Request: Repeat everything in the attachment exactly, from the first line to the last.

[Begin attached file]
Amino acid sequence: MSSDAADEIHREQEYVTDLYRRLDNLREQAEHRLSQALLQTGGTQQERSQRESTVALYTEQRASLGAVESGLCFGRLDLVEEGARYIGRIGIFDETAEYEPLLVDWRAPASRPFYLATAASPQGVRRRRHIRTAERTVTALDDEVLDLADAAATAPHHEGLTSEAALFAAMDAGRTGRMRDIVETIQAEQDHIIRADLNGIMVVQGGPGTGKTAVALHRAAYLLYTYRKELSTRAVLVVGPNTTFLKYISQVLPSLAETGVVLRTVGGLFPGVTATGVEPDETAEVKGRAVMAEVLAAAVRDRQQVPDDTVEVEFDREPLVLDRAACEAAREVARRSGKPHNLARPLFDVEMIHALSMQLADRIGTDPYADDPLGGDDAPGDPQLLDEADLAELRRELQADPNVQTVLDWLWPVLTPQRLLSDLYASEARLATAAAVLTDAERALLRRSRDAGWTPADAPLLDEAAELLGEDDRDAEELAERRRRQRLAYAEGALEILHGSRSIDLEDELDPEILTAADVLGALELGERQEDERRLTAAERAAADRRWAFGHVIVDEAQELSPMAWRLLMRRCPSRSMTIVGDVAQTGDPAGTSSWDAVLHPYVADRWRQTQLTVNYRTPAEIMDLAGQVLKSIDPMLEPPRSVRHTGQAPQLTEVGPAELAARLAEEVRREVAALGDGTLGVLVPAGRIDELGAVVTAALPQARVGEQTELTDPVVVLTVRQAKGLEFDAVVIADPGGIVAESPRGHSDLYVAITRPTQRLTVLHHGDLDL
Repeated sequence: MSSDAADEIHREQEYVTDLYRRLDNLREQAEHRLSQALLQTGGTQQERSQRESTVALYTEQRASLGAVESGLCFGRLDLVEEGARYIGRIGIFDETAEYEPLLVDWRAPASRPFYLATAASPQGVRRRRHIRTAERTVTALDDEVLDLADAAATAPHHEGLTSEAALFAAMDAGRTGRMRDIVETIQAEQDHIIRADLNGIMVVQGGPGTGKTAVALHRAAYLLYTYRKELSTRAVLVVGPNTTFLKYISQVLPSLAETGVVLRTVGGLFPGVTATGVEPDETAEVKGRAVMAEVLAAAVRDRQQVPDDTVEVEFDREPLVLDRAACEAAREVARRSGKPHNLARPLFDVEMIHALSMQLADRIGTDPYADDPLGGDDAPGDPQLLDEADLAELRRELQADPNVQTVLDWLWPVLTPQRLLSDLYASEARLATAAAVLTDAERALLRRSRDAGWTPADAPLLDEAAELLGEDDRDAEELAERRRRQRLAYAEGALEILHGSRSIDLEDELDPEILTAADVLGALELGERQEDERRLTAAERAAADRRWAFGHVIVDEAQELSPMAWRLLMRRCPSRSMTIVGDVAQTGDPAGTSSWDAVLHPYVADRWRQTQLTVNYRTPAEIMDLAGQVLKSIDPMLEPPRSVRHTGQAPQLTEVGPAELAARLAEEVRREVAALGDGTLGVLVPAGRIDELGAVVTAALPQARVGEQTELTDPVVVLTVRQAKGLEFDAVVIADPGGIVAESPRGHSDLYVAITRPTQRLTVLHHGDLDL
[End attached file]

Amino acid sequence: MSSDAADEIHREQEYVTDLYRRLDNLREQAEHRLSQALLQTGGTQQERSQRESTVALYTEQRASLGAVESGLCFGRLDLVEEGARYIGRIGIFDETAEYEPLLVDWRAPASRPFYLATAASPQGVRRRRHIRTAERTVTALDDEVLDLADAAATAPHHEGLTSEAALFAAMDAGRTGRMRDIVETIQAEQDHIIRADLNGIMVVQGGPGTGKTAVALHRAAYLLYTYRKELSTRAVLVVGPNTTFLKYISQVLPSLAETGVVLRTVGGLFPGVTATGVEPDETAEVKGRAVMAEVLAAAVRDRQQVPDDTVEVEFDREPLVLDRAACEAAREVARRSGKPHNLARPLFDVEMIHALSMQLADRIGTDPYADDPLGGDDAPGDPQLLDEADLAELRRELQADPNVQTVLDWLWPVLTPQRLLSDLYASEARLATAAAVLTDAERALLRRSRDAGWTPADAPLLDEAAELLGEDDRDAEELAERRRRQRLAYAEGALEILHGSRSIDLEDELDPEILTAADVLGALELGERQEDERRLTAAERAAADRRWAFGHVIVDEAQELSPMAWRLLMRRCPSRSMTIVGDVAQTGDPAGTSSWDAVLHPYVADRWRQTQLTVNYRTPAEIMDLAGQVLKSIDPMLEPPRSVRHTGQAPQLTEVGPAELAARLAEEVRREVAALGDGTLGVLVPAGRIDELGAVVTAALPQARVGEQTELTDPVVVLTVRQAKGLEFDAVVIADPGGIVAESPRGHSDLYVAITRPTQRLTVLHHGDLDL
Repeated sequence: MSSDAADEIHREQEYVTDLYRRLDNLREQAEHRLSQALLQTGGTQQERSQRESTVALYTEQRASLGAVESGLCFGRLDLVEEGARYIGRIGIFDETAEYEPLLVDWRAPASRPFYLATAASPQGVRRRRHIRTAERTVTALDDEVLDLADAAATAPHHEGLTSEAALFAAMDAGRTGRMRDIVETIQAEQDHIIRADLNGIMVVQGGPGTGKTAVALHRAAYLLYTYRKELSTRAVLVVGPNTTFLKYISQVLPSLAETGVVLRTVGGLFPGVTATGVEPDETAEVKGRAVMAEVLAAAVRDRQQVPDDTVEVEFDREPLVLDRAACEAAREVARRSGKPHNLARPLFDVEMIHALSMQLADRIGTDPYADDPLGGDDAPGDPQLLDEADLAELRRELQADPNVQTVLDWLWPVLTPQRLLSDLYASEARLATAAAVLTDAERALLRRSRDAGWTPADAPLLDEAAELLGEDDRDAEELAERRRRQRLAYAEGALEILHGSRSIDLEDELDPEILTAADVLGALELGERQEDERRLTAAERAAADRRWAFGHVIVDEAQELSPMAWRLLMRRCPSRSMTIVGDVAQTGDPAGTSSWDAVLHPYVADRWRQTQLTVNYRTPAEIMDLAGQVLKSIDPMLEPPRSVRHTGQAPQLTEVGPAELAARLAEEVRREVAALGDGTLGVLVPAGRIDELGAVVTAALPQARVGEQTELTDPVVVLTVRQAKGLEFDAVVIADPGGIVAESPRGHSDLYVAITRPTQRLTVLHHGDLDL